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Star Power, Unusual Election Attract TV Networks

News anchors, celebrity journalists converge on state. Schwarzenegger steps up his television interviews with a prime-time appearance.

October 06, 2003|Elizabeth Jensen | Times Staff Writer

After weeks of channeling his message largely through scripted campaign events and the prism of entertainment television, Arnold Schwarzenegger began actively courting the major TV news organizations in the end days of a campaign in which news and celebrity journalism were mingled as never before.

In the only broadcast network prime-time interview he's granted during the campaign, Schwarzenegger, who is facing several potentially damaging late-in-the-campaign press reports, carved out 30 minutes Sunday afternoon on his campaign bus to talk to NBC's Tom Brokaw. The report, in the works since at least Thursday, aired on the prime-time newsmagazine "Dateline."

It's not a surprise that NBC scored the interview, because as Brokaw acknowledged in his report, he is an old personal friend of the actor and his wife, Maria Shriver, a "Dateline" correspondent now on leave. He also played a role in introducing the couple in 1977.

Despite pointed questioning from Brokaw about allegations that he had groped women on movie sets and elsewhere, Schwarzenegger stuck largely to the same message he has given in recent days, acknowledging past "crazy" behavior but declining to go into specifics.

For The Record
Los Angeles Times Tuesday October 07, 2003 Home Edition Main News Part A Page 2 National Desk 2 inches; 90 words Type of Material: Correction
TV exit polling -- A story in Monday's Section A about media coverage of California's recall election said the TV networks are using a recall exit poll as a test run of their new system for the 2004 presidential election and primaries. In fact, the poll, which also was commissioned by some local TV stations and newspapers, will not use the new method that is being developed for 2004, although some executives said they consider some other aspects of the exit poll process a test run for the presidential race.

Schwarzenegger was also seeking an even bigger audience. Late Friday night, his staff approached CBS' newsmagazine "60 Minutes" -- which airs opposite "Dateline" and routinely attracts more viewers -- and asked if producers wanted a Sunday interview. After discussions on Saturday, in which CBS officials expressed a desire for an exclusive interview, the Schwarzenegger campaign called back and said they had changed their minds, a CBS News spokeswoman said.

Also Saturday, ABC's Peter Jennings, who like Brokaw is in California from New York, interviewed Schwarzenegger on his bus for about 30 minutes as they rode from Modesto to Pleasanton. An ABC News spokeswoman said that interview had been arranged Sept. 26, well before the women's charges were made public. Portions aired Sunday on "This Week with George Stephanopoulos" and more will be seen on tonight's "World News Tonight."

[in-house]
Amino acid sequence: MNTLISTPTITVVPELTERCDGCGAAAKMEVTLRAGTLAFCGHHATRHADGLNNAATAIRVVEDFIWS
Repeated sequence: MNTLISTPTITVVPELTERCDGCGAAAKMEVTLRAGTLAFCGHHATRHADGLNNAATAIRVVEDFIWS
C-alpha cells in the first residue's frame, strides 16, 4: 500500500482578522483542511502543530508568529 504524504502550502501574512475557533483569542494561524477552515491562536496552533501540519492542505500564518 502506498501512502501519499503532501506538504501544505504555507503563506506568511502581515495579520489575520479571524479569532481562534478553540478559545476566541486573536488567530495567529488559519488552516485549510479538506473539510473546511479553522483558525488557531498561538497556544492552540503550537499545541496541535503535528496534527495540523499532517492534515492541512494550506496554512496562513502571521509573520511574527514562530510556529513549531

In addition, MSNBC's Chris Matthews got an interview with Schwarzenegger on Thursday, after a week of requests to his campaign staff. After a Costa Mesa campaign event at the Orange County Fairgrounds, Matthews and his crew were shuttled 500 yards away from the surging crowd of reporters to a deserted area, where the "Hardball" anchor interviewed the candidate for about five minutes.

The major networks all have had reporters on the California recall beat for months. But the recent arrival of the major players in the East Coast media corps has swelled the already bulging journalist pack. What's more, the 70-camera gridlock at some campaign events has another component -- the entertainment journalists who, like the rest of the media, have been attracted to the recall race for its irresistible mix of celebrity and political precedent.

So at the same time Schwarzenegger was talking to ABC, "Access Hollywood" was touting its own "exclusive" interview with him, while "Entertainment Tonight" made plans to broadcast Tuesday from his campaign plane.

Arianna Huffington bowed out of the race on CNN's "Larry King Live," but Pat O'Brien of "Access Hollywood" had the first interview with Schwarzenegger after he announced he was entering the race on NBC's "Tonight Show with Jay Leno." In mid-September, Oprah Winfrey scored a major interview with Schwarzenegger and Shriver. Until recent days, Schwarzenegger's only major news interview had been with King.

Competing with O'Brien for interviews is just "characteristic of the strangeness of it all," said Jennings, relaxing briefly Friday after anchoring the news for East Coast viewers from ABC News' tiny set in Los Feliz.

Nonetheless, "we are covering this exactly the same as if it were a presidential campaign" in terms of staffing and logistics, said Mark Halperin, ABC News' political director. So much so that a new five-network exit polling system will get its first test run Tuesday, a tryout for the 2004 presidential election. The old setup was scrapped after it failed in 2000 and Al Gore was prematurely -- and incorrectly -- called the victor.

On both local and national TV outlets, the recall news will be extensive. NBC sent so many of its star anchors -- Brokaw, Matthews, Tim Russert, Brian Williams, Katie Couric, Campbell Brown -- that it ran out of studio space in Burbank and had to repaint a conference room so Russert could squeeze in. The confluence of media worlds made for some odd moments last week.

There was Bo Derek, sharing a makeup room with candidate Tom McClintock on the set of "Hardball" Tuesday.

"I like to think [the media] are all here because it's an important issue and not just because of Arnold Schwarzenegger," said Derek, just before slipping into the guest chair. She doubts it, however.

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